One More Time: Piracy is not Theft

I first wrote about this almost 20 years ago on the NYMUG BBS, but some otherwise intelligent folks still haven’t gotten the message, and persist in making fools of themselves in public while the pirates laugh their asses off. Software/music/book piracy is not theft. Legally, theft involves specific actions under the law. Distributing unauthorized copies of purchased books/music/software is illegal in most jurisdictions, but it is not now and never has been theft. Anyone who says otherwise (and they are legion) is blowing hot air; and everyone who isn’t in the content business (as well as some of us who are) at least implicitly recognizes this. Trying to convince folks that piracy is theft is as hopeless as trying to convince people the world is flat. The reality is just too obvious for such wrong ideas to take hold. The copyright industry is attempting to preserve a doomed business model by name calling. <sarcasm>Yeah, that’s going to work.</sarcasm>.

Morally, stealing is presumed to be wrong by most folks. When someone steals your car or your food or your book, you no longer possess it. You have lost the value of it. This is recognized as a harm, and most societies have rules in place to prevent this.

By contrast, when someone copies your book or music or software, you have not lost anything. You still have full use of the original item, and now there’s a new copy of the item in the world for the pirate to use too. The net wealth of the world has gone up. There is certainly not universal agreement that this is a bad thing. Even among those who hold that this is a bad thing because it deprives authors and publishers of royalties, or reduces the market for new creative goods, or just because it is illegal, it is not remotely reasonable to claim that copying a book is morally equivalent to stealing a book. In fact, most normal folks find the harm of piracy so innocuous that they pay it about as much attention as the laws against jaywalking.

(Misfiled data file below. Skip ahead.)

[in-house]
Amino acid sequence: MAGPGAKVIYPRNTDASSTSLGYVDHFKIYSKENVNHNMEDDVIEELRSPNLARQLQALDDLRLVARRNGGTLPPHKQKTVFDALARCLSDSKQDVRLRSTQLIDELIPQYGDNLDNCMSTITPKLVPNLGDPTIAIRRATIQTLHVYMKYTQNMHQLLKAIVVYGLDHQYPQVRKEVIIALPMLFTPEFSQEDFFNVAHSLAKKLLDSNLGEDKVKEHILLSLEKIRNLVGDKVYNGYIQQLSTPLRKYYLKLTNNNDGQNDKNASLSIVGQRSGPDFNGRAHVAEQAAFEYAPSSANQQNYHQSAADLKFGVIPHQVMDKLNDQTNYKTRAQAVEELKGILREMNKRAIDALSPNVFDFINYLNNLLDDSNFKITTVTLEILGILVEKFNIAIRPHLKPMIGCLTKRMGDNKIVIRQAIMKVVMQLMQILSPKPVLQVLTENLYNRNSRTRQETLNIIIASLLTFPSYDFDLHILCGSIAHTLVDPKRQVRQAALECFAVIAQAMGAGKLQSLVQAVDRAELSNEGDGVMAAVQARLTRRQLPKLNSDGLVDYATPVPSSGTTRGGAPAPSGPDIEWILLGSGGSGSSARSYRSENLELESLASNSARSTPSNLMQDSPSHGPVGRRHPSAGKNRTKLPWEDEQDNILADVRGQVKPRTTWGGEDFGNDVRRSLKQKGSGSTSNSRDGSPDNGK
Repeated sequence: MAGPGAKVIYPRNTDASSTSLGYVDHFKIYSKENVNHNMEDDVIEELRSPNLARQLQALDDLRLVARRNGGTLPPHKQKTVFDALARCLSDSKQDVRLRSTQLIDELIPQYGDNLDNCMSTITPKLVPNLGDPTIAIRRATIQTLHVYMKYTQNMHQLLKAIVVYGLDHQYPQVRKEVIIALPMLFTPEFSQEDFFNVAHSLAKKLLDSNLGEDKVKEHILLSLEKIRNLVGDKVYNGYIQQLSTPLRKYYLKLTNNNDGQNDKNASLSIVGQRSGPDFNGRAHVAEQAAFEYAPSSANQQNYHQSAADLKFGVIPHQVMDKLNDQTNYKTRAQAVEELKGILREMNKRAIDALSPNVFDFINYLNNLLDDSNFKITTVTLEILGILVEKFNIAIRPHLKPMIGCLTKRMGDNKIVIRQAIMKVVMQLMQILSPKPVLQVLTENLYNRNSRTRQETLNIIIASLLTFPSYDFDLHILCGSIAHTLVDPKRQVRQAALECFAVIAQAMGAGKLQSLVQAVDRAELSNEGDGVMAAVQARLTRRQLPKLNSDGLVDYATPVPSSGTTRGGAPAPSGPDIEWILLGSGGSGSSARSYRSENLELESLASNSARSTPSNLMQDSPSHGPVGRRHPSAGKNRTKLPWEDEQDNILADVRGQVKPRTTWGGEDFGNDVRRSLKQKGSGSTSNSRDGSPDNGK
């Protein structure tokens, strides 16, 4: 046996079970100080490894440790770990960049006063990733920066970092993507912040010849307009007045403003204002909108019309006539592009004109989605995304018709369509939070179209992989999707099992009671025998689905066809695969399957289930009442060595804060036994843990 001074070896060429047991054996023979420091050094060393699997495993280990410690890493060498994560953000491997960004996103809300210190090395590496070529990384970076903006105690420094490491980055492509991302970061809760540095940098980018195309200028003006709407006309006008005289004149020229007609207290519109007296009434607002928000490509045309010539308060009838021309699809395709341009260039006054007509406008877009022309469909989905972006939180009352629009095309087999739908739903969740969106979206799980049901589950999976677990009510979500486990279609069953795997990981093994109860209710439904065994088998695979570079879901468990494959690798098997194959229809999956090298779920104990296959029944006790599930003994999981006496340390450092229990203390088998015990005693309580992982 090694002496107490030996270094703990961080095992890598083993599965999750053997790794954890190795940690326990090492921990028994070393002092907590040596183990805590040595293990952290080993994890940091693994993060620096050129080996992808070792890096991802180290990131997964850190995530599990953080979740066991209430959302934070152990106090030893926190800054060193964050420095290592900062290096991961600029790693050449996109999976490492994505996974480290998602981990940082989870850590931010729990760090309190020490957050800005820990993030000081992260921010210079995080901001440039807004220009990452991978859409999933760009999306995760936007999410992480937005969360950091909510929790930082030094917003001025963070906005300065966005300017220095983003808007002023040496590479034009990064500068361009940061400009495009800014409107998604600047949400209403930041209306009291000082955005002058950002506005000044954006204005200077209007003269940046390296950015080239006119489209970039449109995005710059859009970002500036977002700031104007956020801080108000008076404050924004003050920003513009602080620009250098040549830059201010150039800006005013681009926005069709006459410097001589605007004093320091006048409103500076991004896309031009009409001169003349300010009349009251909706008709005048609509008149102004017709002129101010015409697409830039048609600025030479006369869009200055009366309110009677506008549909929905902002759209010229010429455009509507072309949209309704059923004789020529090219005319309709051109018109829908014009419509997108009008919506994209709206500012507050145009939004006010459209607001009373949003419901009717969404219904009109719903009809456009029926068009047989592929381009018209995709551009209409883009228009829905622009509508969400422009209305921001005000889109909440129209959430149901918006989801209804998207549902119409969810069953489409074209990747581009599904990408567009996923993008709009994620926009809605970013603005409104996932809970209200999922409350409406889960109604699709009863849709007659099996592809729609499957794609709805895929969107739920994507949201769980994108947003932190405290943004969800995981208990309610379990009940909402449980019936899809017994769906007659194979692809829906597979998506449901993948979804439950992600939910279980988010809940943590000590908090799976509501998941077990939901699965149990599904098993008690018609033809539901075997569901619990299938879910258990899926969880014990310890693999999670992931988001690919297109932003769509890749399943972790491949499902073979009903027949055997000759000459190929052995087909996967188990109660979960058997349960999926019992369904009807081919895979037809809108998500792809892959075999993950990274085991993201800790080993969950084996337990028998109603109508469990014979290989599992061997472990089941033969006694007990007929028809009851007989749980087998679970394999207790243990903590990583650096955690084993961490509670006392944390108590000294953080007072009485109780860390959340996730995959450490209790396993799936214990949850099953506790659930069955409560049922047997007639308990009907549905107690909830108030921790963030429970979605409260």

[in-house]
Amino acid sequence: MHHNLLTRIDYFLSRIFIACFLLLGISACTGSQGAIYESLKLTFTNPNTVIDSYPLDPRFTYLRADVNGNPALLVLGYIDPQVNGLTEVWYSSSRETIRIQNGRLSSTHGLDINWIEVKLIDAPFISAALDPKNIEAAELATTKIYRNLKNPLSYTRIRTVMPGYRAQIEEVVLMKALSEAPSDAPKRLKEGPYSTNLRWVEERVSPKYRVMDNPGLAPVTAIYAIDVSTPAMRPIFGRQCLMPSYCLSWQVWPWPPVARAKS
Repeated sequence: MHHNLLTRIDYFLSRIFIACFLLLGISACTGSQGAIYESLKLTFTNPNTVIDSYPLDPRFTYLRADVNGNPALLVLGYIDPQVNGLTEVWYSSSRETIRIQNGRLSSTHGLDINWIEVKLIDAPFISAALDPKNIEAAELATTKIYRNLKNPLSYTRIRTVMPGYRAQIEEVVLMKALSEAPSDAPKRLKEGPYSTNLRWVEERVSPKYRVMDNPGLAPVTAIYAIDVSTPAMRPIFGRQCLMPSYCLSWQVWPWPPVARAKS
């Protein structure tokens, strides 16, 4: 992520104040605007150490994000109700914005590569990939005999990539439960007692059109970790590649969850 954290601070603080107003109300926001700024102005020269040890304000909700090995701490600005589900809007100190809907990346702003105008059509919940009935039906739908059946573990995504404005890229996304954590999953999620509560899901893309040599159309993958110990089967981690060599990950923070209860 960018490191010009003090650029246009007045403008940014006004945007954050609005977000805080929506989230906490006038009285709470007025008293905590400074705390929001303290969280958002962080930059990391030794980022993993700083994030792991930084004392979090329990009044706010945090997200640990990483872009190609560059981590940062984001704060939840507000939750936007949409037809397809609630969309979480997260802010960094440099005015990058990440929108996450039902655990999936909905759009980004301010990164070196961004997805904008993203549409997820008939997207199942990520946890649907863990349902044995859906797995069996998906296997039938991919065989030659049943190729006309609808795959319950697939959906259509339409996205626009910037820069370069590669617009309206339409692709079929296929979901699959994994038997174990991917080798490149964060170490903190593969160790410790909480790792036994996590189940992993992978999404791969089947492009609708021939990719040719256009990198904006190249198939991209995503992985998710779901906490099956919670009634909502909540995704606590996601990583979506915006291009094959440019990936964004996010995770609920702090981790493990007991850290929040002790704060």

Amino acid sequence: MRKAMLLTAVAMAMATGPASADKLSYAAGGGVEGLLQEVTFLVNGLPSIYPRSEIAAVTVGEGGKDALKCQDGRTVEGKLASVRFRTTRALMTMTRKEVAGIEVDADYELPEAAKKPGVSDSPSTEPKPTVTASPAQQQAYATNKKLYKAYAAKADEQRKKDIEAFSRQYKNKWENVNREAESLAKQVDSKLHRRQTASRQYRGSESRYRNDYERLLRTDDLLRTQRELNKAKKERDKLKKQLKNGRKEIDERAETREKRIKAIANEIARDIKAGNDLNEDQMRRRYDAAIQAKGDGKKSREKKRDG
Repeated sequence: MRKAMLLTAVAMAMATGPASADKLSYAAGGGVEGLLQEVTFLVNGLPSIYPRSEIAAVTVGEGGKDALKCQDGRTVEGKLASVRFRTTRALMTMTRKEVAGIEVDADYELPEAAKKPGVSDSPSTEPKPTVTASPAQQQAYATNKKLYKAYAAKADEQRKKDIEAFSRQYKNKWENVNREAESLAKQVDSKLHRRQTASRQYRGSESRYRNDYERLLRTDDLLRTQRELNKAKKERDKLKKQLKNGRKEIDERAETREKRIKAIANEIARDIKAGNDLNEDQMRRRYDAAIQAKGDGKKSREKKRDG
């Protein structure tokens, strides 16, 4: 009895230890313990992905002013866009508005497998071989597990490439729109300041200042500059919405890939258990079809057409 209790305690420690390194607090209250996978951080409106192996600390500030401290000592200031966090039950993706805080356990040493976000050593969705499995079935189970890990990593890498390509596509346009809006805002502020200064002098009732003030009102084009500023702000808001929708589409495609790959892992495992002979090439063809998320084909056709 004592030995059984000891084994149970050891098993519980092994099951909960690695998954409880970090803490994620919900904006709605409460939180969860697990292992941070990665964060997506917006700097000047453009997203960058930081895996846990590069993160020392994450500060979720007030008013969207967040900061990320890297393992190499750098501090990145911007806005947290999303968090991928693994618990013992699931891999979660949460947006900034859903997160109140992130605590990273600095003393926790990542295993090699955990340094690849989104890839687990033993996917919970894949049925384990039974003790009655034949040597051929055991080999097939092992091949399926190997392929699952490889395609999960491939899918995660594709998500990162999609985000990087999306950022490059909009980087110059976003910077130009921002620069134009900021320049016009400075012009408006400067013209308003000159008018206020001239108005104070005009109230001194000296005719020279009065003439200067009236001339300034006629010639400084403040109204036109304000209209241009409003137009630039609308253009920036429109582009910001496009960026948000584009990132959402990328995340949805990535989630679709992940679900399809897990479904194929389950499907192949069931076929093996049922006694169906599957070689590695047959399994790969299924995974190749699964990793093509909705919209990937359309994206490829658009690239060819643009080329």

When authors and musicians and editors rail against piracy by comparing it to stealing from furniture shops and grocery stores, they’re just ensuring that sensible folks tune them out. They’re clearly a little unhinged on the issue, and not thinking rationally. They’re attempting to equate the crime of piracy with a much larger, more serious crime. If you accuse someone of being a thief, that’s pretty serious. If you accuse someone of making a mix tape–well, is that even an accusation? More of a simple statement I think. On the scale of serious crimes, piracy should probably rank somewhat lower than speeding, and a little above parking in front of your own driveway. Piracy is not theft, and it shouldn’t be treated as such.

P.S. If anyone’s curious I can repost my original thoughts from 1991. They’re a little dated. They spend a lot of time ranting about overpriced software that came with manuals (Remember those?) and actually hold up books and music as examples of IP goods that can’t be easily copied with full fidelity–but the basic idea hasn’t changed after all this time. Piracy is not theft. Name calling won’t make it so, and in their heart of hearts everyone knows this.

5 Responses to “One More Time: Piracy is not Theft”

  1. Ed Says:

    What you’ve called piracy isn’t really piracy, either. It’s copyright infringement. That’s “copyright”, as in “the government-granted right to make copies”. Piracy, real piracy, is completely different.

  2. VHF Says:

    DRM just makes the situation worse by having to make us all pirates so that we can make fair use of the product such as backing up DVD’s or copying an ebook to different devices we own.

  3. Anonymous Says:

    Ar matey! Ever bin ‘ta sea?


    Might have been a good idea to define explicitly what you mean by “piracy”. Piracy on the open seas is considered rather more heinous than theft by most folks.

  4. John Cowan Says:

    Sure, repost ’em.

  5. Gordon Weakliem Says:

    Ed’s point is my point. Piracy is theft. Copyright infringement vs. fair use is a totally different question. The problem is in allowing one side to frame the question in inflammatory semantics. When you start from demonizing the opposition, you can’t begin to have a reasonable discussion on fair use.

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